Coverage choices: the good, the bad and the broker

"Sometimes choice is both good and bad"

Coverage choices: the good, the bad and the broker

Insurance News

By Daniel Wood

Market reports show that the global insurance situation is more stable than it was a year ago. For some insurance lines, pricing has softened and capacity has increased. Insurers are offering more coverages across cyber and financial lines, including directors and officers (D&O). However, increasing coverage choices means more work for brokers. Some regard this as their biggest current challenge.

“As inflation stabilises, more predictable claims cycles and improved returns on interest-rate-sensitive investments are expected to enhance profitability,” said EY’s 2024 Global Insurance Outlook.

This positive situation for insurers means that brokers, sometimes for the first time since the onset of the COVID-19 pandemic, may have numerous coverage options available for customers where, recently, there were only a few.

“Sometimes choice is both good and bad,” said insurance broker Joe Hershewe (pictured above). “It creates competition but every alternative choice is not necessarily created equal.”

Hershewe is head of claims for Bellrock, a Sydney-headquartered firm offering risk advice and insurance brokering services. He said this higher number of coverage choices is currently his biggest insurance challenge because it creates a lot of work and really tests risk advisory skills.

Which insurance lines have more options now?

Insurance Business asked him where he’s seeing more choices for coverages?

“It feels like we could be entering this cycle where there’s an easing or a softening in various classes just based on new insurance players like Everest, Markel and others who have come into areas that they viewed as being hard and potentially fertile ground for profit,” he said.

“D&O is always a great example because of how hard the rates got and other insurers and competitors saw that and wanted to pour in,” said Hershewe.

However, he also included cyber and “any coverages on the liability side” as potentially having more insurance options today than they did just months ago.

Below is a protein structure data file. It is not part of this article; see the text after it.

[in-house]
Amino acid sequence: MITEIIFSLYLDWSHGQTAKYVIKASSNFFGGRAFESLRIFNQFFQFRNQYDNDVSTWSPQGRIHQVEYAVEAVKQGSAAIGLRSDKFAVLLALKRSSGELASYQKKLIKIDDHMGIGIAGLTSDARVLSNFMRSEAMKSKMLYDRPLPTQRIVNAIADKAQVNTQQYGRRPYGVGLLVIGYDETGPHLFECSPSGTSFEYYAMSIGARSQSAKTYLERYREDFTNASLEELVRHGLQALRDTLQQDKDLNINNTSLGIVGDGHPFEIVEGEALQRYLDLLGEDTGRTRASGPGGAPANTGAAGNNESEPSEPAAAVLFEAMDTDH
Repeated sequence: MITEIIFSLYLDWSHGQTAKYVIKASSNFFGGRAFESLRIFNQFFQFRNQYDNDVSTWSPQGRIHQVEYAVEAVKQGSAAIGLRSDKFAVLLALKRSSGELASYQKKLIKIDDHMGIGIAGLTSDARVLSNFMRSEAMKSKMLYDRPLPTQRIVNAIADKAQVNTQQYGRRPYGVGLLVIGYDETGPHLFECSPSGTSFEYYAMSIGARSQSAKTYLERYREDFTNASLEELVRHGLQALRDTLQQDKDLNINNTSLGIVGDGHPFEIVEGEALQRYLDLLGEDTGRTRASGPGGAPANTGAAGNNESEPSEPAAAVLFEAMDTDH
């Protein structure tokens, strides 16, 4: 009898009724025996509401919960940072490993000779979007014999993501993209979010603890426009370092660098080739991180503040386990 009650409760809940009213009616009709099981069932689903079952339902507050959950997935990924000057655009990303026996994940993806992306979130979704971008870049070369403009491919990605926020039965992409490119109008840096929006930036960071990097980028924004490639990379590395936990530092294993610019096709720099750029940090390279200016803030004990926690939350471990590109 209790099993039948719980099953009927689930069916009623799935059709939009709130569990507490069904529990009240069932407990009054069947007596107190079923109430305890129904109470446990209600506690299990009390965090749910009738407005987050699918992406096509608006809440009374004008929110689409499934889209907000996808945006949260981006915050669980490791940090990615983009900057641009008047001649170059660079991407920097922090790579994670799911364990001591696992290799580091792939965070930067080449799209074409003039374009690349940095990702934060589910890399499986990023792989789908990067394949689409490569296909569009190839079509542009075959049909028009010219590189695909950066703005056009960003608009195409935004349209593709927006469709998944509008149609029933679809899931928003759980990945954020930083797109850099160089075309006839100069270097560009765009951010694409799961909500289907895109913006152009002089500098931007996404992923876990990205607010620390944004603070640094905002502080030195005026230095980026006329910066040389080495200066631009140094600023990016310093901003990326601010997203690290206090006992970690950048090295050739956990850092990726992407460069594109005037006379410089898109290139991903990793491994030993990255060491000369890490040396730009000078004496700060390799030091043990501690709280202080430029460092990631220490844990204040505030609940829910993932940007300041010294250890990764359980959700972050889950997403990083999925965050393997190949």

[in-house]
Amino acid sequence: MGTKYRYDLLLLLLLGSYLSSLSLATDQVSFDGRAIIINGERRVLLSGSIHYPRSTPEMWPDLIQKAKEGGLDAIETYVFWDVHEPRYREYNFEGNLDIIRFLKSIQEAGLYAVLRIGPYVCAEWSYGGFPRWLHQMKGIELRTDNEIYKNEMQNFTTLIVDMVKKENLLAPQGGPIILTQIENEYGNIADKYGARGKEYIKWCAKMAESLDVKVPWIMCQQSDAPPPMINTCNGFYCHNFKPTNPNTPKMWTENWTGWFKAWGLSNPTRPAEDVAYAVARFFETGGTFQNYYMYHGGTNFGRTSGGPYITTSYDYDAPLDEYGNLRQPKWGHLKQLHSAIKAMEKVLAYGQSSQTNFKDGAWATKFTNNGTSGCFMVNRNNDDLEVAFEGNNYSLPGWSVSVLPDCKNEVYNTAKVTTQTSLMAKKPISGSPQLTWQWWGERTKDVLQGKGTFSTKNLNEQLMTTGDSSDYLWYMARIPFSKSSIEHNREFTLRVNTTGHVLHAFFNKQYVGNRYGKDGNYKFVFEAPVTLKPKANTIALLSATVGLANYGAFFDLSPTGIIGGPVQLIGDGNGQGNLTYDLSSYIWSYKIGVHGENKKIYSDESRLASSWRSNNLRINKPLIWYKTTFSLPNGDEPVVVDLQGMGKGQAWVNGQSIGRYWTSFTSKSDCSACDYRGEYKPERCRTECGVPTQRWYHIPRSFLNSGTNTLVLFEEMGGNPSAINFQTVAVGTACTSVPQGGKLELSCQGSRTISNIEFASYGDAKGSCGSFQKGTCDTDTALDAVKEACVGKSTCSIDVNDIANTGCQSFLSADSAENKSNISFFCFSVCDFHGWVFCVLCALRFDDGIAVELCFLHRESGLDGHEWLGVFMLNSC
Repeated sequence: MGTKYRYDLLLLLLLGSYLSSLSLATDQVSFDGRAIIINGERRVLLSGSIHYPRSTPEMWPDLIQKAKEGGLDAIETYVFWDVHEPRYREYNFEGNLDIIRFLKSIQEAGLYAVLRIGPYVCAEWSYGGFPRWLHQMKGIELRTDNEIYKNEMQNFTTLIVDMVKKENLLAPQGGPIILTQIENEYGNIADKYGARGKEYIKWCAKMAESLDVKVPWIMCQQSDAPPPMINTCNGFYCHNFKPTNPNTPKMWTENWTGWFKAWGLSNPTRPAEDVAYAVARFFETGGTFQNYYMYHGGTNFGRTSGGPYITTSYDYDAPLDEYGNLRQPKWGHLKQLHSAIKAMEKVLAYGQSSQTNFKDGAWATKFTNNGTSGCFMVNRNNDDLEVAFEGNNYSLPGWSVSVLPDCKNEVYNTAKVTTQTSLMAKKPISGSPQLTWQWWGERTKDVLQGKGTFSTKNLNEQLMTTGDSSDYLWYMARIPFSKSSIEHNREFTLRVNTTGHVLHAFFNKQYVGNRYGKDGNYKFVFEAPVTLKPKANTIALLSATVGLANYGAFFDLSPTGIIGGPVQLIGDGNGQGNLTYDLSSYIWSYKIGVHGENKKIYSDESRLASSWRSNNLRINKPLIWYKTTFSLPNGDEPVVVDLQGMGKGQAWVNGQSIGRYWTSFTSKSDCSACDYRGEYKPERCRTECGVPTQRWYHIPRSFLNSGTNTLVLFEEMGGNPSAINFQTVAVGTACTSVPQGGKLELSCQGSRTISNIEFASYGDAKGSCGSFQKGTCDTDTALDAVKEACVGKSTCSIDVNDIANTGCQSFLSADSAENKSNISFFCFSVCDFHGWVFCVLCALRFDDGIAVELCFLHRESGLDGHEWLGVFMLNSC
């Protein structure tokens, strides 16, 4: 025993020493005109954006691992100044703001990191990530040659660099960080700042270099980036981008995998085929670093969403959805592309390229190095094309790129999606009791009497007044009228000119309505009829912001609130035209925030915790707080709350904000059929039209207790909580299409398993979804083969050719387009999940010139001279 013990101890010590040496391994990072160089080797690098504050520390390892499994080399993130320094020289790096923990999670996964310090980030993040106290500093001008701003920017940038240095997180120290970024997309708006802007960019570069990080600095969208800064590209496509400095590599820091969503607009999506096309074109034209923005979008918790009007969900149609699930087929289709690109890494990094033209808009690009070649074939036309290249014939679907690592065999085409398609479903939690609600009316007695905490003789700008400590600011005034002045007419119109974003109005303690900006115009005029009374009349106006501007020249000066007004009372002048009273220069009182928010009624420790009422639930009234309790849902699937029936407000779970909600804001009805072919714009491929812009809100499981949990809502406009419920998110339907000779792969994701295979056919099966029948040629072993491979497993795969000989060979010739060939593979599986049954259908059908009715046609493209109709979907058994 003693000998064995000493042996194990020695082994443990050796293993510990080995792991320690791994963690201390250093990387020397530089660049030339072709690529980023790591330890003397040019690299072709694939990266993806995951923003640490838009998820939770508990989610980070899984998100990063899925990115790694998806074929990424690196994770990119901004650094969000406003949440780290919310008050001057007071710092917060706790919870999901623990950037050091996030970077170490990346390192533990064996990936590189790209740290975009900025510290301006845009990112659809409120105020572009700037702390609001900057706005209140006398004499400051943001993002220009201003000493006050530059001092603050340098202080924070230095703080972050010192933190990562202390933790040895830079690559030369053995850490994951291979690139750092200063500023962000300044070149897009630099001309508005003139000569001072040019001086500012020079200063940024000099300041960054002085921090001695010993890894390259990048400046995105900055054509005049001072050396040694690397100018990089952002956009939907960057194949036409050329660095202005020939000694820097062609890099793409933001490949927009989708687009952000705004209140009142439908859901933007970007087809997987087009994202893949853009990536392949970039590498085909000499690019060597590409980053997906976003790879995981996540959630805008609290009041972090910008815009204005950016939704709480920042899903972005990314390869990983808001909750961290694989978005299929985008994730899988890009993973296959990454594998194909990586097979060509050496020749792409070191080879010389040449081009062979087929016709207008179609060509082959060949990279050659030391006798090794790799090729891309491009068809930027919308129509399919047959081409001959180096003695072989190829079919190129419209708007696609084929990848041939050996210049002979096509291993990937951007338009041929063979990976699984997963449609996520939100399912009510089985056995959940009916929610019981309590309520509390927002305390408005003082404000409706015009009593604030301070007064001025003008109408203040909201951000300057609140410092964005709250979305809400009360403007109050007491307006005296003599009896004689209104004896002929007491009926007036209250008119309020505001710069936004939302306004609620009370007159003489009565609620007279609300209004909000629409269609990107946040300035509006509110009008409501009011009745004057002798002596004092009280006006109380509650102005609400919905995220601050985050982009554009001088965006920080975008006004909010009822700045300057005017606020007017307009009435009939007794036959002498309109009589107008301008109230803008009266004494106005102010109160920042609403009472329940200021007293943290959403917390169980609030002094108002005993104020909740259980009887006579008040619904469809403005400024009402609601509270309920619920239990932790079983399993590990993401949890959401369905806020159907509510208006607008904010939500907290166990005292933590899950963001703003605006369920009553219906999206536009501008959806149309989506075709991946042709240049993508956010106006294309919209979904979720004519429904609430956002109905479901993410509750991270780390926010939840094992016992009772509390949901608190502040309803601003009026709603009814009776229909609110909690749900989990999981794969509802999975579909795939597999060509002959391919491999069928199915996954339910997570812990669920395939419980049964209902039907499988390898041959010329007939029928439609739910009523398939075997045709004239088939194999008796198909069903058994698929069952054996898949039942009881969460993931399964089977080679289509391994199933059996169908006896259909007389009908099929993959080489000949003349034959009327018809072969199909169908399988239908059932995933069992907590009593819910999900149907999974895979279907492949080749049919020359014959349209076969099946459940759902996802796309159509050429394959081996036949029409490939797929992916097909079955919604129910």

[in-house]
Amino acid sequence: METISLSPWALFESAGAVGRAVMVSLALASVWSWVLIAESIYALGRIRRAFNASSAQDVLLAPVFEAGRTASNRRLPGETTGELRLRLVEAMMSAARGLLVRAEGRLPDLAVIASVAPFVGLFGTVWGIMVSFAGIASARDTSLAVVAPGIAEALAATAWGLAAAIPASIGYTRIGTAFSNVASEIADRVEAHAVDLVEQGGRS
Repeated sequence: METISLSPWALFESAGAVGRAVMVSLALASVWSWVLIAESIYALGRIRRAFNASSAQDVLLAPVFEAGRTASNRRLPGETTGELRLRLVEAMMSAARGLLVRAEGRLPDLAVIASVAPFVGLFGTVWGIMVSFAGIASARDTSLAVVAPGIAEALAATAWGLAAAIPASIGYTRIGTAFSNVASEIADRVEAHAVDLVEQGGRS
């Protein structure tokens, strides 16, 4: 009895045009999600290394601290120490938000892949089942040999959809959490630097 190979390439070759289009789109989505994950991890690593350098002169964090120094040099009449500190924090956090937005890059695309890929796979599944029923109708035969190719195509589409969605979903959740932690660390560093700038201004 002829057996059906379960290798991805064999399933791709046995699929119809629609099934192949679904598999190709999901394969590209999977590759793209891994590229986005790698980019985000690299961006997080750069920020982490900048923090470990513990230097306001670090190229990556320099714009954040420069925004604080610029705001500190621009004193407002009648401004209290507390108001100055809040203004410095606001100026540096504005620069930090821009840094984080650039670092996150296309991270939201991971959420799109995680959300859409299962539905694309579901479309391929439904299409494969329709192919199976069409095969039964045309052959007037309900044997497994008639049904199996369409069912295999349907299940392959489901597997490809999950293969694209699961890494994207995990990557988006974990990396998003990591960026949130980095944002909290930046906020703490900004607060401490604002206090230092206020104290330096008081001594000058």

Hershewe said this widening of choices can be challenging for brokers.

“From a broker’s perspective it gives more optionality, perhaps, for risk transfers, but there’s probably got to be a healthy sense of scepticism,” he said.

Price vs trust and coverage?

Hershewe suggested that brokers like him are now being faced, more often than before, with the temptation to move their client to a new carrier based “purely on price.”

However, he warned against making unwise coverage switches.

“Or is there really utility in the trust, the rapport and the foundation that you’ve had with a particular insurer for years and years?” Hershewe said.

He said pricing, coverage and claims performance are all important factors to consider together before a broker changes a client’s insurer.

“From a risk advisor’s perspective, a broker has really got to go through a full due diligence on all the other options,” said Hershewe. “Then, when they make a recommendation to a customer, they can really explain the options including offering a tailored recommendation.”

He said this was relatively easy to do when only three or four markets could provide the terms.

“When you have 12, 15 or 20 different options it really tests the skill and the advisory function more than it ever has,” said Hershewe. “I think that can be a very challenging situation.”

He said the most important thing for a broker to focus on is the level of coverage for the price. However, it’s also very important that the insurer has an excellent record of paying claims and paying them swiftly.

Insurance broking 101

Even as the coverage choices widen, Hershewe said some elements of a broker’s customer service remain the same.

“It’s basic, it’s being responsive, being prepared, answering the phone,” he said. “We’re in these insurance markets where people can all look the same which makes it more difficult to sift through to really find the best solution for a customer.”

Hershewe said brokers need to be “really thoughtful about who you’re trusting with the insurance coverage.”

“I think for brokers, that is likely to be the biggest challenge: continuing to provide the best possible solution to customers, noting that there’s so much more optionality,” he said.

Are you an insurance broker? What do you see as your biggest current insurance challenge? Rising costs, slow turnaround times, non-vanilla risks or, in a softening market, the work from more coverage choices? Please tell us below

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